Any artist creates based on their own experiences and influences. Many will seek to develop new ideas evolving from the art which inspires them. Stravinsky developed tonal and rhythmic ideas from Rimsky-Korsakov, for example. Others will clinically remove the factors they enjoy the most from their favourite art and layer them with new tonality or musical context such as the Rolling Stones and The Beatles lifting the groove from American blues and turning it into ‘pop’ music.
In Davie Hunter’s new collection, Now It’s My Turn we can see factors of both forms of creative development. Now It’s My Turn boasts 54 tunes covering marches, strathspeys and reels, jigs, hornpipes, waltzes and a suite to cap it all off at the end. The suite – The Missing Piece – is reminiscent of the works of Mary-Ann MacKinnon in the 1980s and 90s. The two-bar phrasing around B minor and A major follow a classic pipe band pattern but the syncopation developments in the middle of the 2/4 section add that colour of intensity and tension that keeps a listener’s ear engaged throughout the longer performances. Concluding in jig time, The Missing Piece is dramatic and exciting in final delivery but also proves to be straight forward enough for less experienced pipers to be able to perform without too great a strain.
Other notable pieces are the 4/4 march, Peter Wood of St. Ninian’s Cottage, a tribute to Peter who performed online for 150 days in a row during the pandemic and kept us all so entertained. Melbourne Bound, a tune about a trip that never happened, is a very enjoyable 16 bar reel with a Mark Saul edge to it while still remaining within a more Scots tonality. The jig Downtown Party Bus offers an amusing tale and a unique third bar rhythm pattern that breaks the standard groove of the jig and uses decoration to highlight the melody percussively.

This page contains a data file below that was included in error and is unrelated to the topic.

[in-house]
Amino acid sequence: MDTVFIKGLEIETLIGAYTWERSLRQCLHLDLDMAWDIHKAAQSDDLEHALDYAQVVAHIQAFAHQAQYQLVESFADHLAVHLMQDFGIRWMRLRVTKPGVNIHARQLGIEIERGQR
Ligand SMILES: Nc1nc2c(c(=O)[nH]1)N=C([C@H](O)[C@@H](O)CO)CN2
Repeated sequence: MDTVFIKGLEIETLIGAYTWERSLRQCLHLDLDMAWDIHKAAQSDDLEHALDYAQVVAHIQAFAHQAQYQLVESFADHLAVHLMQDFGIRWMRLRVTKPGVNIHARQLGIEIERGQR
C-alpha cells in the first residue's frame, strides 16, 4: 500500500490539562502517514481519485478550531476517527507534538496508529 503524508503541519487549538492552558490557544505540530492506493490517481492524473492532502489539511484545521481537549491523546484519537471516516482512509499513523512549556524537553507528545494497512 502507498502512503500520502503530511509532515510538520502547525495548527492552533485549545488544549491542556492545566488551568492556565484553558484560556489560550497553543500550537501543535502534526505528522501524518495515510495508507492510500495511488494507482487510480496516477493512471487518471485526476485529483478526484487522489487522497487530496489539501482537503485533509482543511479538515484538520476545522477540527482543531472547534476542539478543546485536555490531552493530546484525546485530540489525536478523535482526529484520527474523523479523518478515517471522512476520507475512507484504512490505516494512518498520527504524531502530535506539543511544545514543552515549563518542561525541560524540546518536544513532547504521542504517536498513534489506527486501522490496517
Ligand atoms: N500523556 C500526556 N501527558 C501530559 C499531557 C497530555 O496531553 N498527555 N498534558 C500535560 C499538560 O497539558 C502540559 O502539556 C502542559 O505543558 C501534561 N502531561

Davie is maybe best known for graphic design work on many other composer’s tune books. The title of the collection, Now it’s my turn reflects this perfectly.
The book was, of course, designed by Davie. It features illustrations from Ben Blakie, a foreword by piping legend Fred Morrision and was proofread diligently by Lorne MacDougall.
There are lots of very enjoyable tunes in Davie’s collection and I would encourage you to pick it up. Any collection is a biography of sorts where the composer details the personal history of their musicianship in music. Davie’s adventures in piping have obviously been of great pleasure to him and I feel that comes across in the product.